Some Chinese Stocks Are Doing Well Out of This U.S. Trade War
(Bloomberg) -- Not all Chinese stocks are getting hammered by the escalation in a trade war with the U.S.
Investors piled into agricultural and gold stocks as other equities plunged following U.S. President Donald Trump’s decision to slap tariffs on at least $50 billion of Chinese imports, and then China announcing levies of its own on products including U.S. nuts and wine. Also included in Beijing’s 128-item hit list are steel products, pork, fresh and dried fruits, and ginseng.
The Shanghai Composite Index was down 4 percent as of 2:10 p.m. local time, leading declines among major equity markets and nearing its worst loss in more than two years. The Hang Seng Index in Hong Kong slid 3.3 percent, without a single stock posting a gain, unlike some large caps on the mainland.
Here are some of the companies faring relatively well Friday, and some that aren’t.
Seed producers and pig breeders jumped on the mainland as Beijing announced reciprocal tariffs on U.S. imports. Investors are speculating that the levies will make U.S. products less price competitive, said Zhang Gang, an analyst at Central China Securities Holdings in Shanghai.
Of the top 10 biggest gainers on the Shanghai Composite Index, seven were agricultural companies. Gansu Dunhuang Seed Co. rose the 10 percent daily limit, as did pig farm operator Hunan New Wellful Co. Harbin High-tech Group Co., a soybean processor, also jumped 10 percent. China is the biggest buyer of U.S. soybeans.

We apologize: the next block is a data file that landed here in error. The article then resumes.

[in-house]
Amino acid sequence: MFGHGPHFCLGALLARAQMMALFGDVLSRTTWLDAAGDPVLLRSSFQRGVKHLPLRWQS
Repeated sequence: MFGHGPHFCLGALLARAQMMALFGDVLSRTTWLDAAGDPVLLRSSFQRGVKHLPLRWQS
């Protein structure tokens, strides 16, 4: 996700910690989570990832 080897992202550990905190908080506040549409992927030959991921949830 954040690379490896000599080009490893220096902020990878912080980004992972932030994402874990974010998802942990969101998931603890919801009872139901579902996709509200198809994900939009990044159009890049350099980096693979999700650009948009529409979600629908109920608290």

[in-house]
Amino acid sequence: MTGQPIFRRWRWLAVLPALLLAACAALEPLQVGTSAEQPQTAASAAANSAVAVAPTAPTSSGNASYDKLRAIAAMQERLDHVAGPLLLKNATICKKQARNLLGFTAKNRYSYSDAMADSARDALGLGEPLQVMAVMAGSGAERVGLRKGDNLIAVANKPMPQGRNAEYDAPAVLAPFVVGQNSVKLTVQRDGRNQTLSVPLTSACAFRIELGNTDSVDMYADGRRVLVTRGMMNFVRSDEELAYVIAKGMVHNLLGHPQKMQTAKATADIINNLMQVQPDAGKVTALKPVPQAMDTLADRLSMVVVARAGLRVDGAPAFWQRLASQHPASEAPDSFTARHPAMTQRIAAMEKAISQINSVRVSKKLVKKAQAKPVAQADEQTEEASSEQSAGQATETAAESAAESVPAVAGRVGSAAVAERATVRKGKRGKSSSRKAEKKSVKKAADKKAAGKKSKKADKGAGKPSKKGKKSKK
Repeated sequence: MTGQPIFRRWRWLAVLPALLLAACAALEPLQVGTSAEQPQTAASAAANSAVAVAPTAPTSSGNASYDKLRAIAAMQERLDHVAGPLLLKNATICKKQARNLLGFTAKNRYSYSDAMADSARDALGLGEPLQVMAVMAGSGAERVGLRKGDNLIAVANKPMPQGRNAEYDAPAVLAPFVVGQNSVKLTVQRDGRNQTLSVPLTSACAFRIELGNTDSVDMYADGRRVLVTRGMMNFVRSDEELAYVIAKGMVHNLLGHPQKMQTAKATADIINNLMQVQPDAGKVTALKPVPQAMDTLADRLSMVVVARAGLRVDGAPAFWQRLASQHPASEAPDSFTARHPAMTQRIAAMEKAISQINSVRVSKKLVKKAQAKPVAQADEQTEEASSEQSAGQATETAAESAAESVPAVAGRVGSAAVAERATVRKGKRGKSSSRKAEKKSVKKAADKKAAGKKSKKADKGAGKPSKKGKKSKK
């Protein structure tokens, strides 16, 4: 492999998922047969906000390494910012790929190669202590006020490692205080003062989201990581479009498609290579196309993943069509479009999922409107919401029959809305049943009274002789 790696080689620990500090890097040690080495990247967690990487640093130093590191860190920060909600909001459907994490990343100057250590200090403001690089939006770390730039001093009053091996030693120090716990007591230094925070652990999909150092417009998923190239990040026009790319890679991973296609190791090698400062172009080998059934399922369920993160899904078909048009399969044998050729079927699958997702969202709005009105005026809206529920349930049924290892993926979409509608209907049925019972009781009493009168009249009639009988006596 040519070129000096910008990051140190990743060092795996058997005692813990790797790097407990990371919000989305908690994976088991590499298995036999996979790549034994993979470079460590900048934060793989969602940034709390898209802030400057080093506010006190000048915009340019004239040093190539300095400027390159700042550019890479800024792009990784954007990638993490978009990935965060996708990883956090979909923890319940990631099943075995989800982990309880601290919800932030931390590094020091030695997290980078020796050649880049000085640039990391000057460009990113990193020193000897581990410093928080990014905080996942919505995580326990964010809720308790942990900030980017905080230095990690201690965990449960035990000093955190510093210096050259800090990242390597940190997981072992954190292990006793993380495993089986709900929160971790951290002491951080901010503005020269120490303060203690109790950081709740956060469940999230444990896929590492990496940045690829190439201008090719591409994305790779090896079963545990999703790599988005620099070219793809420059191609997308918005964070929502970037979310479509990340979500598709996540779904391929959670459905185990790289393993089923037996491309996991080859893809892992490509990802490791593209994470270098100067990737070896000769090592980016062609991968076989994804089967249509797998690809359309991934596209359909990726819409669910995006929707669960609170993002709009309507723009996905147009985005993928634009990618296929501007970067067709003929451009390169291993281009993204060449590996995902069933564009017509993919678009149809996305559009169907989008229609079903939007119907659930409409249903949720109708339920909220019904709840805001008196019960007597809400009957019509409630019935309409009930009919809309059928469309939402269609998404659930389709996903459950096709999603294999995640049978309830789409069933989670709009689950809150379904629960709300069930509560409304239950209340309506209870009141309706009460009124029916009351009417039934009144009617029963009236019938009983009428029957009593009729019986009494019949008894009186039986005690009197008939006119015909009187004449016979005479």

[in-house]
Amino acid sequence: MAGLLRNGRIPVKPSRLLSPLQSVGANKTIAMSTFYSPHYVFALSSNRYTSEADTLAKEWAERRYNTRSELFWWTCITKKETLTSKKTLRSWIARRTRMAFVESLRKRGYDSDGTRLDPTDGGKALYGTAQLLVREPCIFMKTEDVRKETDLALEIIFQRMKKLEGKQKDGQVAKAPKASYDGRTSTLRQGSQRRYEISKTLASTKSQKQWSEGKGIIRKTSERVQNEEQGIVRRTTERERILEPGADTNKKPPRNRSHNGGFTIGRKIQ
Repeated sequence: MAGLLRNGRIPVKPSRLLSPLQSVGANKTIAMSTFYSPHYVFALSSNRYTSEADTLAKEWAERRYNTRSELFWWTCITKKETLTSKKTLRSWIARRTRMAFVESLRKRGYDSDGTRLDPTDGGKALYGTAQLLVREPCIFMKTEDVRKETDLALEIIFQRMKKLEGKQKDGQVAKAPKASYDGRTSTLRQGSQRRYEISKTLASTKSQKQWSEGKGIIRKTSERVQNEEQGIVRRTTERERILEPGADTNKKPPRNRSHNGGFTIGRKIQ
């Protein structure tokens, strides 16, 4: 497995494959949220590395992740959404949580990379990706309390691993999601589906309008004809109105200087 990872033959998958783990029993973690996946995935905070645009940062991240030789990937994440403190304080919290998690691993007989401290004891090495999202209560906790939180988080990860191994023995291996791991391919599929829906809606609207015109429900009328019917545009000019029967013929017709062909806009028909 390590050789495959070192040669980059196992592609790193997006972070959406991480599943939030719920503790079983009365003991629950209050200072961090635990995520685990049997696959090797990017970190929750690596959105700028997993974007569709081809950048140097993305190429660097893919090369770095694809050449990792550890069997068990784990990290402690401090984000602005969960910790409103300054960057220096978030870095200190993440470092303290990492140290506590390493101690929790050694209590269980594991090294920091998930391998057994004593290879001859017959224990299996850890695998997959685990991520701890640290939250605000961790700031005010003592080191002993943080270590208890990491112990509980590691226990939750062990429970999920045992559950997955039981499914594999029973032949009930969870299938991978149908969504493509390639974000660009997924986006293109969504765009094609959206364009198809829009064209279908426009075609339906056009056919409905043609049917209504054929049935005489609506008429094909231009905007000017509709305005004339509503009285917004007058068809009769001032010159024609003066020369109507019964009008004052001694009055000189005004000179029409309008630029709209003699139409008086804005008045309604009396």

Investors flocked to safe havens like gold producers as sentiment turned risk-off, Zhang said. Gold producers topped the CSI 300 Index, led by Shandong Gold Mining Co. and Zhongjin Gold Corp., which climbed 6.4 percent and 5.6 percent, respectively.
Organic wine producer Wei Long Grape Wine Co. was among the gainers, advancing as much as 9.7 percent in Shanghai, while milk and wine producer V V Food & Beverage Co. added as much as 8.7 percent.
Electronic component makers
Apple supplier AAC Technologies Holdings Inc., which got 62 percent of its revenue from the U.S. in 2016, slumped 8.2 percent in Hong Kong, the most since Dec. 6. AAC led declines on the Hang Seng Index. China Sinostar Group Co., which sells a wide range of electronic products, slumped 9 percent in Hong Kong.
Machinery equipment, including electronic components and home appliances, accounts for 48 percent of Chinese exports to the U.S., according to China International Capital Corp. Midea Group Co. and Gree Electric Appliances Inc. slumped 5.1 percent and 4.3 percent, respectively, on the mainland.
Furnishings, Shoes, Garments
Home furnishings producers listed in Hong Kong received 32 percent of their revenue from the U.S. on average in 2016, while shoemakers got 11 percent. Li & Fung Ltd., an exporter of goods from home furnishings to shoes, slumped 9.3 percent. Shoemaker Baofeng Modern International Holdings Co. plunged 7.8 percent and garment producer Carry Wealth Holdings lost 5 percent.
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